Thursday, October 12, 2017
Maxime C. Cohen, New York University (NYU) - Leonard N. Stern School of Business and Renyu (Philip) Zhang, New York University Shanghai examine Coopetition and Profit Sharing for Ride-Sharing Platforms.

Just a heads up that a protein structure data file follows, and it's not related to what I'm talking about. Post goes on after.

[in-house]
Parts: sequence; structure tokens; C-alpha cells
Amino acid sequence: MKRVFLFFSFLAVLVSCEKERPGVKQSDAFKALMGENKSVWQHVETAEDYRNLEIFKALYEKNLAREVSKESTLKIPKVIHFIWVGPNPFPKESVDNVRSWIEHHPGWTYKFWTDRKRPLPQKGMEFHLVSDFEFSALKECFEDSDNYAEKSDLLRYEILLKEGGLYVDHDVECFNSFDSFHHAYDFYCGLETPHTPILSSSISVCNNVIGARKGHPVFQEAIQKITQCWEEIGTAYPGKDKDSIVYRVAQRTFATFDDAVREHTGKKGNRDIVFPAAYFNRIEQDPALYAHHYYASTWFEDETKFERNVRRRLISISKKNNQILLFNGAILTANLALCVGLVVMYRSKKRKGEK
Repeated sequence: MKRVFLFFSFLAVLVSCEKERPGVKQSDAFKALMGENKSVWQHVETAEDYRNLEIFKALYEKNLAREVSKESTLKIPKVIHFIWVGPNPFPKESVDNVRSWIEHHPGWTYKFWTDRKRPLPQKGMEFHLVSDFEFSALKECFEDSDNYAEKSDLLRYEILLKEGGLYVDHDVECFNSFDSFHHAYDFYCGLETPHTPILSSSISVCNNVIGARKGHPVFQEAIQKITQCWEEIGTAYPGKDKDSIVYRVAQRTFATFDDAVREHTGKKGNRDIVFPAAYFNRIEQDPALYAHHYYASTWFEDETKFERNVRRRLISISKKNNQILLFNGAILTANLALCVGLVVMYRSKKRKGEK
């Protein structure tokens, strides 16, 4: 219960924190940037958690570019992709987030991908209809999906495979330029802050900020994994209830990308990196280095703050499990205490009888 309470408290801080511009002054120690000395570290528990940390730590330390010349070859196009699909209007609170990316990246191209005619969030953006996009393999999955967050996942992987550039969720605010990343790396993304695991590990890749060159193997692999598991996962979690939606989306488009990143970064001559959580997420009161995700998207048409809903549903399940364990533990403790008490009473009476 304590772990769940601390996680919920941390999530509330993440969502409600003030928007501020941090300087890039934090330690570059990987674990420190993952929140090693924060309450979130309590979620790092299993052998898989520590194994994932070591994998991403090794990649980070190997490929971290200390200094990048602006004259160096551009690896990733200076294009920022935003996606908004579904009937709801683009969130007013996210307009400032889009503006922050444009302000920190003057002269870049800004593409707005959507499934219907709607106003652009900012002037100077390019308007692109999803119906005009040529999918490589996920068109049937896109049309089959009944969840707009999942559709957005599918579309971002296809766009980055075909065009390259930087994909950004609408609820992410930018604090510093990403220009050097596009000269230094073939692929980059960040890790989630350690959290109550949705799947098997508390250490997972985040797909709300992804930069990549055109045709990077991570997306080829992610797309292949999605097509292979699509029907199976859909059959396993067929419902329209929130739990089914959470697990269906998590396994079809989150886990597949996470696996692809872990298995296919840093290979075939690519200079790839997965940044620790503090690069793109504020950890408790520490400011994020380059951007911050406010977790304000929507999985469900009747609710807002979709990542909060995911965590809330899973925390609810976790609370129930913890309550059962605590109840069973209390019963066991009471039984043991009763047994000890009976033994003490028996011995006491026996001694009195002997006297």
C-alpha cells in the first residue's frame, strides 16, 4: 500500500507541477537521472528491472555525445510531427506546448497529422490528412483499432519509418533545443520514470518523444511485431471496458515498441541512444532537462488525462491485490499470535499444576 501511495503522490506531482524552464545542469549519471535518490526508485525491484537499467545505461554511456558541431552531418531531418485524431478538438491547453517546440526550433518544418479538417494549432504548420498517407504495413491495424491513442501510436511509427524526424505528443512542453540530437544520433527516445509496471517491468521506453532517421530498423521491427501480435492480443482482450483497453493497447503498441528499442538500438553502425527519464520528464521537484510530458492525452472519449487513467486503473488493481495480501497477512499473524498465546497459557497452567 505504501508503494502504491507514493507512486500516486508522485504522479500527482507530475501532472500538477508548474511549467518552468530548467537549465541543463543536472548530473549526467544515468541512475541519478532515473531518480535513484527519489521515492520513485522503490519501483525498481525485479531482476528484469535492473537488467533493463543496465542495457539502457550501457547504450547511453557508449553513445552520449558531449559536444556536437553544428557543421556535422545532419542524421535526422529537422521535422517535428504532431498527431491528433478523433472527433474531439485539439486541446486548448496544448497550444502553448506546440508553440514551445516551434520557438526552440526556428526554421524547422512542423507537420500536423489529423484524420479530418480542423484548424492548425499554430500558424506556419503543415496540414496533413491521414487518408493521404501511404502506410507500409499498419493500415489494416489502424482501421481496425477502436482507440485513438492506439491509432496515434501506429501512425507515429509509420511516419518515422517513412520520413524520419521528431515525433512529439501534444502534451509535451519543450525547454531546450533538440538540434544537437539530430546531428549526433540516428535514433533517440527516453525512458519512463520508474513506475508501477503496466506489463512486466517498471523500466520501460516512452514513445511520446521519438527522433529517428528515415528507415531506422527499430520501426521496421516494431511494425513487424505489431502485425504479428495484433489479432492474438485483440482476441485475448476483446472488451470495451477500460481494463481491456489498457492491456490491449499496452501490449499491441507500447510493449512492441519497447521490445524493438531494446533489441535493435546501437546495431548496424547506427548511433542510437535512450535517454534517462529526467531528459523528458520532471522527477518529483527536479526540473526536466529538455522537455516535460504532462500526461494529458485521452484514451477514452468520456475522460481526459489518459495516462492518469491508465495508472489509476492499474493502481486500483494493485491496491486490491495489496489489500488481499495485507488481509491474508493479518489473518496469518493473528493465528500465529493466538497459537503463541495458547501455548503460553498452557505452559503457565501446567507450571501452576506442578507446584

ABSTRACT: The introduction of on-demand ride-hailing platforms totally changed the way people commute. In recent years, several firms entered this market to directly compete with traditional taxi companies. These online platforms often offer a carpooling service in which several passengers heading in the same direction can share a ride by being efficiently matched to an available vehicle. Examples of such services in NYC include uberPOOL, Lyft Line and Via. Recently, some of these platforms decided to engage in a profit sharing contract with one of their competitors by introducing a new hybrid service. For example, on June 6, 2017, Via officially announced a partnership with an online NYC taxi-hailing platform called Curb. This partnership allows riders to order a taxi, and share some portion of the trip with other riders by using Via's efficient matching algorithm. Since these two platforms are competing with each other, this form of partnership is often referred to as coopetition. This paper is motivated by this specific type of coopetition. We model the price competition between ride-hailing platforms by using the Multinomial Logit choice model, and show that a unique equilibrium exists. Then, we analyze the impact of introducing the new joint service to the market. Interestingly, we show that a well-designed profit sharing contract benefits both platforms. This result admits a similar win-win outcome as in the supply chain contract literature, even though these two settings are very different. In addition, we show that one can design a profit sharing contract that also benefits the riders and the drivers. Consequently, such a coopetition partnership may benefit every single party (riders, drivers and both platforms) when using a properly designed profit sharing contract.